Drawing cheers from a gaggle of supporters, the line appeared to be a throwaway one.
"If he invited me to a public hanging, I'd be on the front row," Sen. Cindy Hyde-Smith, R-Miss., is heard saying in a video posted to Twitter on Sunday morning.
The full context of her comment was not immediately clear, but she faced swift backlash. Lamar White, a journalist and blogger who tweeted the video, said in his tweet that Hyde-Smith made the remark while campaigning with a cattle rancher in Tupelo, Mississippi. There was no response to an email to a spokeswoman for Hyde-Smith and calls to her offices Sunday for comment.
Hyde-Smith became the first woman to represent Mississippi in Congress after she was appointed in April to replace Thad Cochran, a Republican senator who was forced to step down because of health problems. She faces Democrat Mike Espy in a Nov. 27 runoff to determine who will serve the remaining two years of Cochran's term, as neither candidate was able to win more than 50 percent of the vote in the Nov. 6 special election, according to the Clarion Ledger.
Espy and Hyde-Smith, who received President Donald Trump's endorsement, were the two highest vote-getters, each receiving about 41 percent of the vote. If Espy were to win, he would be become the first black senator to represent the state since the reconstruction era.
A sitting US Senator, IN MISSISSIPPI just said "If he invited me to a public hanging I'd be on the front row." This is Senator Cindy-Hyde Smith @SenHydeSmith running for re-election against a black man, Mike Espy saying she'll sit front row at a public hanging.... pic.twitter.com/ca66UpuwFF- Tylik M. McMillan (@TylikMcMillan) November 12, 2018
In a statement Sunday, Espy called Hyde-Smith's comments "reprehensible." He added, "They have no place in our political discourse, in Mississippi, or our country. We need leaders, not dividers, and her words show that she lacks the understanding and judgment to represent the people of our state."
Many critics of Hyde-Smith's comment also noted the history of racism and hangings in the state. Statistics from the NAACP show that nearly one-eighth of the 4,743 lynchings between 1882 and 1968 that occurred in the United States took place in Mississippi.
Cristen Hemmins, chair of the Lafayette County Democrats in Mississippi, said the video was "absolutely stunning."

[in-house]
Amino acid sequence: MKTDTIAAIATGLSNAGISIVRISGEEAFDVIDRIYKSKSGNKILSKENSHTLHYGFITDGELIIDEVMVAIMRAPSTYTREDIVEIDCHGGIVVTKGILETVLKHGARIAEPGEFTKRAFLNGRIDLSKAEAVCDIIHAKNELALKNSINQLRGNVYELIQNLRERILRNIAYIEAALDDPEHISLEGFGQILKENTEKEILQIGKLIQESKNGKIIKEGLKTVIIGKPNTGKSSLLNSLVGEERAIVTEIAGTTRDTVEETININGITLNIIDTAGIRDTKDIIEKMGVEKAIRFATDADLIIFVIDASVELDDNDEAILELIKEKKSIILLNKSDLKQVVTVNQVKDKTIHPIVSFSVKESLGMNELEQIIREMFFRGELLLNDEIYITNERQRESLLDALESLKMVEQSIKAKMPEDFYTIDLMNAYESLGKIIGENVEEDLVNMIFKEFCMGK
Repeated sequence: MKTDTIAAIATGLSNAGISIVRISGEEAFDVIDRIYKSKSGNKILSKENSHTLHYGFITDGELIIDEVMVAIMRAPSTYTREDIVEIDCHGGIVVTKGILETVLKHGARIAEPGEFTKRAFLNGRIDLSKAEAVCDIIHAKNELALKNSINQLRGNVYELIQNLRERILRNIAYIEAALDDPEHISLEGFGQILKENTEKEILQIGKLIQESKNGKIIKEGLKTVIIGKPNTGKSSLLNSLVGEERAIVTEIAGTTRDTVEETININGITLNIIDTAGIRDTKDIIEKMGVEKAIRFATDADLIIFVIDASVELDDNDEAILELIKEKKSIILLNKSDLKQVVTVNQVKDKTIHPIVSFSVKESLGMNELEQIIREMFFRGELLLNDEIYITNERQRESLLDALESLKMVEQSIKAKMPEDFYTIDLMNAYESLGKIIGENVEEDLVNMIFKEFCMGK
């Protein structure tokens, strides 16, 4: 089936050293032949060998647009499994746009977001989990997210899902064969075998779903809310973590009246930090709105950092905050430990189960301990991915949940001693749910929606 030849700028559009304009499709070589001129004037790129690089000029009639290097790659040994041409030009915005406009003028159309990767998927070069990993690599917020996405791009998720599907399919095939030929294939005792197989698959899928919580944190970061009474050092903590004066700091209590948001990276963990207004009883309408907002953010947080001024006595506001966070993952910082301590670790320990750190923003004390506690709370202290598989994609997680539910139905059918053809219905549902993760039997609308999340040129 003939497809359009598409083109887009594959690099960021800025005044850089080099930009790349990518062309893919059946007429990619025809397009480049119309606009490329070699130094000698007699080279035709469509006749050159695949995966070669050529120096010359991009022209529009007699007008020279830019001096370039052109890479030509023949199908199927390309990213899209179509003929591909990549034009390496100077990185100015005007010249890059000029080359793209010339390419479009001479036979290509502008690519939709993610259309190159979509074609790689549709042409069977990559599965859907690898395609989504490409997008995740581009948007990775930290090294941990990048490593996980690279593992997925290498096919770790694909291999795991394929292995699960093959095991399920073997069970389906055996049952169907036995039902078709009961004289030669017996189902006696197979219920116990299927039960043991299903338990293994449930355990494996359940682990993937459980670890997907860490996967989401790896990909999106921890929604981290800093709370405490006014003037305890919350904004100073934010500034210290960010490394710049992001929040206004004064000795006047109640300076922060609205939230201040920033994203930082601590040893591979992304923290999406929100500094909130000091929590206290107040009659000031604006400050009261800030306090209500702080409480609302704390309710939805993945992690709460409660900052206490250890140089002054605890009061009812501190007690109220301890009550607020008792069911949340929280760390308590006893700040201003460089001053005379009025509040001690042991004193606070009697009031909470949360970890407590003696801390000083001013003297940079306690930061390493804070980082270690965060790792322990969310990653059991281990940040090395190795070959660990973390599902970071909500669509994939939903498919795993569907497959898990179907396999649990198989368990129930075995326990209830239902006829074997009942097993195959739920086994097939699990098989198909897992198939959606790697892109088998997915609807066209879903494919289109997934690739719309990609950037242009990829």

"With the history of lynching of Mississippi, you just don't say something like that," Hemmins said in an interview Sunday. "I can't even imagine the kind of mind that would come up with a throwaway phrase like that. I'm a Mississippian. Nobody I know talks like that. It's absolutely unacceptable."
Hyde-Smith, of Brookhaven, Mississippi, is a former Mississippi Democratic state senator and agriculture commissioner. In 2010, she switched to the Republican Party, according to the Clarion Ledger. Last week, she vowed to keep pushing Trump's agenda, asserting that "Republicans are going to keep this seat" and that she would "fight like nobody's business the next three weeks."
Trump has been vocal in his support for Hyde-Smith, tweeting in August that she is "strong" on issues such as job creation and his proposed southern border wall, helping him to "put America First!"
He added, "Cindy has voted for our Agenda in the Senate 100% of the time and has my complete and total Endorsement. We need Cindy to win in Mississippi!"
At an Oct. 2 rally in Southaven, Miss., Trump continued to stump for Hyde-Smith.
"She's always had my back," he said. "She's always had your back. And a vote for Cindy is a vote for me."
Republicans are expected to gain seats in the Senate. The majority they held before the election, 51 seats, will end up higher - between 52 and 54 depending on races in Florida and Arizona.
(Except for the headline, this story has not been edited by NDTV staff and is published from a syndicated feed.)